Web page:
But while that’s a fine choice, we can’t help but question the final design for the character, in which a portion of the bridge is dumped on the back of the vaguely humanoid creature called Wataru Tsukihashi.

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Tottori City’s starving mascot makes waves and suddenly disappears

From December of last year until this February, Tottori City held an open call for mascot ideas for a character to represent the Tottori Castle ruins. The ruins were named one of Japan’s 100 notable castles and have enjoyed an influx of tourists.

The mascot idea which came in second place was Katsue-san, the starving farm girl. When the announcement of Kazue hit, the internet lit up with excitement. However, she mysteriously disappeared from the Tottori City website soon after.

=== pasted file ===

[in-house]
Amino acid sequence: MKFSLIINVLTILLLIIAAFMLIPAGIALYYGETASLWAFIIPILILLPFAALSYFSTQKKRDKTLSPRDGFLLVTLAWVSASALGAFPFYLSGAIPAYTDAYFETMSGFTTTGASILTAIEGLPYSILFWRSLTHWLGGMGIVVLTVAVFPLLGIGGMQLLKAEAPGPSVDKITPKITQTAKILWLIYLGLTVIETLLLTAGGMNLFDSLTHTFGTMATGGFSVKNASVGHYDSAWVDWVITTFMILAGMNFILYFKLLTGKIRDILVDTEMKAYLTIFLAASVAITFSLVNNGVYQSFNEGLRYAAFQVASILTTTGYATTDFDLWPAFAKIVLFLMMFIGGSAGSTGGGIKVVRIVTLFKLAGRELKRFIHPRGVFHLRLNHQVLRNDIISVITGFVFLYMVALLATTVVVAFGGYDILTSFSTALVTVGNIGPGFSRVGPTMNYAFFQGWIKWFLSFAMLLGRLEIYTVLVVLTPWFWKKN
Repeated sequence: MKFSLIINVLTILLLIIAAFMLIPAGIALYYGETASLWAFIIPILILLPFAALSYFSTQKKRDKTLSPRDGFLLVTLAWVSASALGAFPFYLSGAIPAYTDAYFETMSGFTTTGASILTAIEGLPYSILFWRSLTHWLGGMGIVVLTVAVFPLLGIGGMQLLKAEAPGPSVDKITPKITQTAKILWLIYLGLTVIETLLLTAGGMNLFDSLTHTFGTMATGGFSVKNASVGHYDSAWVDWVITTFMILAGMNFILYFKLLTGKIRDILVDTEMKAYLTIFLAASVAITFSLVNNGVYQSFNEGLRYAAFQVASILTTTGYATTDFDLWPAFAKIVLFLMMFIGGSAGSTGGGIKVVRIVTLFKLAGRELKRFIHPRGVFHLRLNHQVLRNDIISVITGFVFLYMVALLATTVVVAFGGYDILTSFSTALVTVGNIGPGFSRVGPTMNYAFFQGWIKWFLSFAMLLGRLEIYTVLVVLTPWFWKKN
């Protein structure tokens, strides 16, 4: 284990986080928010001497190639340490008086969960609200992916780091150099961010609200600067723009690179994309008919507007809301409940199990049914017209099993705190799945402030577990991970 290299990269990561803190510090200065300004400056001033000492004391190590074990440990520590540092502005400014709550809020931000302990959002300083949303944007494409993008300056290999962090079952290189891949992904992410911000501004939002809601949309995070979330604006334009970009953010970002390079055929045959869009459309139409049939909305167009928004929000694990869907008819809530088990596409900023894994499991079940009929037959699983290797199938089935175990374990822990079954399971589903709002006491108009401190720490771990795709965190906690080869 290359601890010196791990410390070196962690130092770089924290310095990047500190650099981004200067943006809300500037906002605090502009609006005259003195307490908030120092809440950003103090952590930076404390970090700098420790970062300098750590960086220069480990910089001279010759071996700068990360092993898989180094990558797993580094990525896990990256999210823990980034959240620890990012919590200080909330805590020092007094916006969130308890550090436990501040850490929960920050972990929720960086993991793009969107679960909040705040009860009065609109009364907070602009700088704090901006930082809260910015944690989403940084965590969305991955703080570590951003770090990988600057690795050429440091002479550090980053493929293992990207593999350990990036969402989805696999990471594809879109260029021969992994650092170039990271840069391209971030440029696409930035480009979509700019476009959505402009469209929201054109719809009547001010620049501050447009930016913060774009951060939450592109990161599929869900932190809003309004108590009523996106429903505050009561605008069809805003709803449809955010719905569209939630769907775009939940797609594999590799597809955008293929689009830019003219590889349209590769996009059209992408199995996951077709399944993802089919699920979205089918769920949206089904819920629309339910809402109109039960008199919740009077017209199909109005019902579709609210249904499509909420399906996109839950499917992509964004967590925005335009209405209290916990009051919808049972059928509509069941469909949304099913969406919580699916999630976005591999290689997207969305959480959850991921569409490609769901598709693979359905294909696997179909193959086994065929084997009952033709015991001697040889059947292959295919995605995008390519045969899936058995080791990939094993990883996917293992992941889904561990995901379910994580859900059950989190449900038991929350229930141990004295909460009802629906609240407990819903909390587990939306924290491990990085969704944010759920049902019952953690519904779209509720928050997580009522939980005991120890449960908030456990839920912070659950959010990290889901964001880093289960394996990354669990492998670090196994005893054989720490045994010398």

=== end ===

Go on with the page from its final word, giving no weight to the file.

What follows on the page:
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Yamagata fireworks show to introduce new mascot, Hanapon the halo of exploding cherries!

This 14 August, Yamagata City will be holding its 34th Yamagata Fireworks show, one of the biggest in the Tohoku area. This year the festivities will be represented by Hanapon, the new yuru-kyara (costumed mascot) on the very crowded block.

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Teruhiko stirs up controversy on the net and makes a mean yakisoba

The yuru-kyara world watches with a cautious eye as recent unofficial mascot Teruhiko has been steadily building a fan base online. This slightly emo looking mascot character operating out of Hakodate has been winning over hearts with his cooking tips.

However, Teruhiko has a dark side that occasionally appears in impassioned tweets that threaten to undermine the otherwise diplomatic and squeaky clean world of people in puffy costumes.

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The Smell of a Tanuki Monster Captured in a Perfume, Approved by the Triforce